Tika glanced down, saw Sora's tear-stained face pressed into her tunic. In the high of combat, she had somehow forgotten about the very thing she was working so hard to protect. The anger knotted up in her guts and Tika had to swallow down the acid creeping up the back of her throat, eager to sear away all who stood before her.
"Do not make the mistakes of your fathers," Tika muttered, eyes turning back to the weeping elven boy. "This is not your war. Do not fight for wounds so old that they have become scars."
Shoving the boy aside, Tika ran.
"You can feel it, can't you?" the skull-faced specter asked as it hovered behind Rio, the black tatters of its cloak flowing around it as though underwater. "Death is coming to Kinsale."
Rio wore the ill-fitting white and blue tabard of an archivist as she sat in the light of a single candle, dark eyes pouring over the book laid open before her. The Archive was dark beyond the lone flame, and the cavernous stone space was silent. Rio was used to being alone, and so the state of the place did not disquiet her.
"I do feel it," the girl muttered in reply, and yet her eyes continued to dart back and forth over the words. She could feel something like cold fingers sliding along her spine, bone-deep. It was something she felt in the past, when death was near.
"Take the book," the specter instructed with absolute calm. "This place won't be here come the morning anyway. I doubt they'll fine you for a late return."
Rio nodded her agreement. It was a sound plan, and yet her concentration remained on the book and its contents. She was close to an answer, she could feel it, but how much longer did she have?
"Why is this Captain Volcane so important to you anyway?" Silently, the specter drifted closer to Rio and it held its skull above her shoulder to glance at the book with empty, black sockets. "Ocean's Terror? Sounds fierce."
"It was the name of his ship." Rio ignored the cool presence at her cheek, her attention still focused. "Volcane used to menace these shores almost two hundred years ago, and I want to find out what happened to him."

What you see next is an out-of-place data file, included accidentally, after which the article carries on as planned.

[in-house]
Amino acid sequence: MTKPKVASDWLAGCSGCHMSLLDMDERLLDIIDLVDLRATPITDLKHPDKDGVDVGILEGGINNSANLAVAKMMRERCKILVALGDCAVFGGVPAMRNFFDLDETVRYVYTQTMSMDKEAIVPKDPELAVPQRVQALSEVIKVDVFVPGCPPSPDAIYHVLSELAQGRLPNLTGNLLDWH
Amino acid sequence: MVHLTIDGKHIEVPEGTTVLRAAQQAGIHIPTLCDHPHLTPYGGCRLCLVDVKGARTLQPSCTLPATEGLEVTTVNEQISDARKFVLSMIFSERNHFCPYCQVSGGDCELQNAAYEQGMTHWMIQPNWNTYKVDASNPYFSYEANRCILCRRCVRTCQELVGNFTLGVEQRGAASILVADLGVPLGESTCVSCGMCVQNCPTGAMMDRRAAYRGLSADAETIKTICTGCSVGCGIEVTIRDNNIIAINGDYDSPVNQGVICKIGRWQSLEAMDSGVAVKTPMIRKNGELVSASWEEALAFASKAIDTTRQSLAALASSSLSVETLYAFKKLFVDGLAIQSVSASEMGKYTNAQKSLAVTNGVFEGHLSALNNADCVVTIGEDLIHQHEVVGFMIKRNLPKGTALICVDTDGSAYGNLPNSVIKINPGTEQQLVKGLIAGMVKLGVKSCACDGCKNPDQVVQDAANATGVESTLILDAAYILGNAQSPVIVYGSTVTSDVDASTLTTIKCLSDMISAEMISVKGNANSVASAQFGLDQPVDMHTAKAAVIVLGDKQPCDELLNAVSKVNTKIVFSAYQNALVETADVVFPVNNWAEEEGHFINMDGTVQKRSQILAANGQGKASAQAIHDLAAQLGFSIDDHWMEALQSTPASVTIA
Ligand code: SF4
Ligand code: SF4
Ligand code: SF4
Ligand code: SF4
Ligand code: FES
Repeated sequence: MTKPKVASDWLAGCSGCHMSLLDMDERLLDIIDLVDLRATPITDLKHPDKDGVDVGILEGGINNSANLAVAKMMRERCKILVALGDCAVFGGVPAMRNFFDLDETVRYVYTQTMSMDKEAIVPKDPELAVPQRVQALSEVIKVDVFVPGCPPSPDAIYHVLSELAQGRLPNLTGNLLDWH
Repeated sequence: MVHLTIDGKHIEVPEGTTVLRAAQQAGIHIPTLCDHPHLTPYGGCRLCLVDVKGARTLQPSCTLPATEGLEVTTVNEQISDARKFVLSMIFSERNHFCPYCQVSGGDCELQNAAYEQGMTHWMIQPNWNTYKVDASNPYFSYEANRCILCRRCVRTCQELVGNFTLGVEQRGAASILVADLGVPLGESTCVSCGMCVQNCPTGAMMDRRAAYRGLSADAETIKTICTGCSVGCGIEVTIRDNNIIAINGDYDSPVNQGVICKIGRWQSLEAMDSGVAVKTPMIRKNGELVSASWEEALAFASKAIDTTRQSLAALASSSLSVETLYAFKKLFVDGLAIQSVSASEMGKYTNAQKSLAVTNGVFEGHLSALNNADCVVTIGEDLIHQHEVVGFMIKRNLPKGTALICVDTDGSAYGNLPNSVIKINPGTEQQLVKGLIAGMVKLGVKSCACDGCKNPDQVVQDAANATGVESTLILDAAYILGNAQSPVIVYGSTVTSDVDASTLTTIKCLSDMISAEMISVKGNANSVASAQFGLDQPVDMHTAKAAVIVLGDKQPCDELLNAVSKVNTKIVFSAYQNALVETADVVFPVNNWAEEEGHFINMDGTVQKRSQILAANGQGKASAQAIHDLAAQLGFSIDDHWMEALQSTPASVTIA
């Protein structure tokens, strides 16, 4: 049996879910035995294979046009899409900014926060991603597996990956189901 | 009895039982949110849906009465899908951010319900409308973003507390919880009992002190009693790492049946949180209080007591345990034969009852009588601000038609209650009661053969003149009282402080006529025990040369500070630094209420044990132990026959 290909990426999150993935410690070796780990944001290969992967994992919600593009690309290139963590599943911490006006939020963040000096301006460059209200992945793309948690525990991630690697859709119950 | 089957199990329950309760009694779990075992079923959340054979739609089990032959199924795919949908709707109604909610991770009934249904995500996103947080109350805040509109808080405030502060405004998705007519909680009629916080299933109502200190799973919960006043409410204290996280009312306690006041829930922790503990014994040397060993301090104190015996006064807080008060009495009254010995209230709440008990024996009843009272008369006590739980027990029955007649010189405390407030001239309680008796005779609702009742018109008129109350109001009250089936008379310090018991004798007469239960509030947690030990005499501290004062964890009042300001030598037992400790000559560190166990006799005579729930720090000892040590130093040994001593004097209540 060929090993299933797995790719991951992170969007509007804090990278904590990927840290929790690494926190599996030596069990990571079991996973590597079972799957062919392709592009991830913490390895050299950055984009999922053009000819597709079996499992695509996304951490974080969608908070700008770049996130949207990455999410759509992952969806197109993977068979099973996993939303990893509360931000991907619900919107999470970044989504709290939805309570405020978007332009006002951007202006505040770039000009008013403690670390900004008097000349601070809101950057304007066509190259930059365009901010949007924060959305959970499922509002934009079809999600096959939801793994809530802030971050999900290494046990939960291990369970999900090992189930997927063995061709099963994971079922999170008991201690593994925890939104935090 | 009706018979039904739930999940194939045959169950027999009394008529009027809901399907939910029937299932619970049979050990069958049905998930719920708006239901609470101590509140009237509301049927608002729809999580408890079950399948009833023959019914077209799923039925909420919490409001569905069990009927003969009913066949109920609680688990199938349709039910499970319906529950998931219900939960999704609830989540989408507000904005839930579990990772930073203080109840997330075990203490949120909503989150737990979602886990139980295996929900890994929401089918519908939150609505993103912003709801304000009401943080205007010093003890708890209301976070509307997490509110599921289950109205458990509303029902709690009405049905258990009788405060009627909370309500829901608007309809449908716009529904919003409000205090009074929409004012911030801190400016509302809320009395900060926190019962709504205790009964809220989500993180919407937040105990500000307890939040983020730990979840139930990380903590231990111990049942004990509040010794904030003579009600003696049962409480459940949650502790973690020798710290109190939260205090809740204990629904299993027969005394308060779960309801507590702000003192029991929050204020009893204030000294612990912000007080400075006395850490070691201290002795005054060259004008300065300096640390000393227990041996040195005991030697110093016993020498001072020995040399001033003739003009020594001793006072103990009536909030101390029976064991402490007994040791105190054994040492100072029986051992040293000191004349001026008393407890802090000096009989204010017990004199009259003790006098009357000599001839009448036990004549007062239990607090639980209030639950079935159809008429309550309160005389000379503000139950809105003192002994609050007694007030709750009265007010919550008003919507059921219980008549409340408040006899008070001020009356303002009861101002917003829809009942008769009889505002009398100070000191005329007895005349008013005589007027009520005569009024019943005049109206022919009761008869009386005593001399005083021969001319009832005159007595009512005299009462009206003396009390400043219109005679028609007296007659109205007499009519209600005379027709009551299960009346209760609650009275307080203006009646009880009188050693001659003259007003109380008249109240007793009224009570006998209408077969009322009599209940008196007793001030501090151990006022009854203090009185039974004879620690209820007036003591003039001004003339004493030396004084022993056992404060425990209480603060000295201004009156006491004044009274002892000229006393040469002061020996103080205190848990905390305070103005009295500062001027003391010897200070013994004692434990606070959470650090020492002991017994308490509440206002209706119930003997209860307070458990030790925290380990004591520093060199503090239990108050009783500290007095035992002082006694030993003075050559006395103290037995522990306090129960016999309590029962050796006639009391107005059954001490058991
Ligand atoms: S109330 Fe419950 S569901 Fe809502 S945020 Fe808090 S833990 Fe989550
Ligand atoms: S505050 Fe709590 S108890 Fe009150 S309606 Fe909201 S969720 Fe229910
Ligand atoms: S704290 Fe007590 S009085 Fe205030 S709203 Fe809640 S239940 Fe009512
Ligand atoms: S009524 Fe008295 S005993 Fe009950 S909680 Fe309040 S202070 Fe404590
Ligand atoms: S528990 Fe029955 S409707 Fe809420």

"Is that worth losing your life over?" Bored with the text, the specter drifted away from the table and instead floated up to one of the high windows to look out into the forest. The promise of death came from there, no more than a thousand yards away. "I cannot protect you from Her bleak gaze forever."
Rio groaned with frustration, then slammed the book shut. The sound of it echoed ominously through the library, making Rio wince. She was still and quiet for a few long moments, but when she heard no footsteps of an alerted acolyte, she turned her attention to the floating mass of black high above her.
"My destiny is not here, where I am looked at like a freak and shopkeeps hurry me along to have me gone. If Kinsale dies tonight, I will not shed a tear for it." Rio stood, clutched the book to her chest, then collected the sword that rested on a nearby chair. "I had hoped to join those adventurers, to see the world and write my own story in blood, but they left chasing gold and fame, and so it falls on me to find my own way."
"You will not walk alone in this," the specter said as it fluttered down from the high window to hover in the shadows before Rio. "Well, you will walk alone, but rest assured that I will be floating along behind you."
Cold wind swept through the stone chamber, catching candle flames such that they danced and flickered, sending strange shadows fluttering across the walls like bats. Aaliz had the means to live in great comfort, equal perhaps to that which she had enjoyed as a child, but the cleric chose to live a more sparse lifestyle. Simple linens covered a hay-stuffed mattress, the cold stone floor was left bare, and her supply of coal for the stove was meager. There was nothing in the scriptures of Erathis to force her to such a barren life – indeed, she would have been free to revel in all of the richness available to her in a civilized world – but her time in Lōk, when she fought a bloody war against those who enslaved her, had tempered her, sharpened her into a blade. She had become Erathis's sword on Daearen, and that was a weapon she would not allow to rust.